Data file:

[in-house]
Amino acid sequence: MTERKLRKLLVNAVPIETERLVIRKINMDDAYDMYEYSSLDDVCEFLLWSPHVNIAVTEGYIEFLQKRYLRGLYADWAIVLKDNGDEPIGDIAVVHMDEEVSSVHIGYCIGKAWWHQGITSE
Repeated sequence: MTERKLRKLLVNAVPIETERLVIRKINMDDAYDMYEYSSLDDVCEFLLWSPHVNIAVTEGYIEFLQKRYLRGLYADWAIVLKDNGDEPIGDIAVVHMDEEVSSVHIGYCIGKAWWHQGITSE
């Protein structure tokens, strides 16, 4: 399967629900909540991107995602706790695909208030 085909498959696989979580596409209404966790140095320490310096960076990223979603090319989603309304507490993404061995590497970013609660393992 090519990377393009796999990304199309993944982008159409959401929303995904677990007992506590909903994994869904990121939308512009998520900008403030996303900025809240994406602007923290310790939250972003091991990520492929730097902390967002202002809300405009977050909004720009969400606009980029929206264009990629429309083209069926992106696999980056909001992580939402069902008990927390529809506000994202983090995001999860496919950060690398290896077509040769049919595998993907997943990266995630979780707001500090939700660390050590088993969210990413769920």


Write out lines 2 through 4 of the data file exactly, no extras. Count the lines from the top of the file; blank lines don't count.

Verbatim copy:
Amino acid sequence: MTERKLRKLLVNAVPIETERLVIRKINMDDAYDMYEYSSLDDVCEFLLWSPHVNIAVTEGYIEFLQKRYLRGLYADWAIVLKDNGDEPIGDIAVVHMDEEVSSVHIGYCIGKAWWHQGITSE
Repeated sequence: MTERKLRKLLVNAVPIETERLVIRKINMDDAYDMYEYSSLDDVCEFLLWSPHVNIAVTEGYIEFLQKRYLRGLYADWAIVLKDNGDEPIGDIAVVHMDEEVSSVHIGYCIGKAWWHQGITSE
């Protein structure tokens, strides 16, 4: 399967629900909540991107995602706790695909208030 085909498959696989979580596409209404966790140095320490310096960076990223979603090319989603309304507490993404061995590497970013609660393992 090519990377393009796999990304199309993944982008159409959401929303995904677990007992506590909903994994869904990121939308512009998520900008403030996303900025809240994406602007923290310790939250972003091991990520492929730097902390967002202002809300405009977050909004720009969400606009980029929206264009990629429309083209069926992106696999980056909001992580939402069902008990927390529809506000994202983090995001999860496919950060690398290896077509040769049919595998993907997943990266995630979780707001500090939700660390050590088993969210990413769920």